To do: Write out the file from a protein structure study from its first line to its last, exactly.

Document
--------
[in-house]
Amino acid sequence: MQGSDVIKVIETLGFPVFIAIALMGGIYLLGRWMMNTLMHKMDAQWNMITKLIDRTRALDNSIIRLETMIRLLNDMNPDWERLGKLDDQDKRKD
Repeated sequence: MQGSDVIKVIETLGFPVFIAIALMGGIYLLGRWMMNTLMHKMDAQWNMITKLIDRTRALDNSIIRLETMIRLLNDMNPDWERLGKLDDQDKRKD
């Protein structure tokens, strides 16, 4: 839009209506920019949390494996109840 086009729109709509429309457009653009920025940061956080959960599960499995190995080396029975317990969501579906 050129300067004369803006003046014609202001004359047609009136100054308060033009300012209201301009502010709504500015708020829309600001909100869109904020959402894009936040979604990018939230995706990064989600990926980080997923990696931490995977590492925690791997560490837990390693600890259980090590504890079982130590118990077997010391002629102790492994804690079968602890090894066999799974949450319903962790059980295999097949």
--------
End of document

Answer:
[in-house]
Amino acid sequence: MQGSDVIKVIETLGFPVFIAIALMGGIYLLGRWMMNTLMHKMDAQWNMITKLIDRTRALDNSIIRLETMIRLLNDMNPDWERLGKLDDQDKRKD
Repeated sequence: MQGSDVIKVIETLGFPVFIAIALMGGIYLLGRWMMNTLMHKMDAQWNMITKLIDRTRALDNSIIRLETMIRLLNDMNPDWERLGKLDDQDKRKD
């Protein structure tokens, strides 16, 4: 839009209506920019949390494996109840 086009729109709509429309457009653009920025940061956080959960599960499995190995080396029975317990969501579906 050129300067004369803006003046014609202001004359047609009136100054308060033009300012209201301009502010709504500015708020829309600001909100869109904020959402894009936040979604990018939230995706990064989600990926980080997923990696931490995977590492925690791997560490837990390693600890259980090590504890079982130590118990077997010391002629102790492994804690079968602890090894066999799974949450319903962790059980295999097949």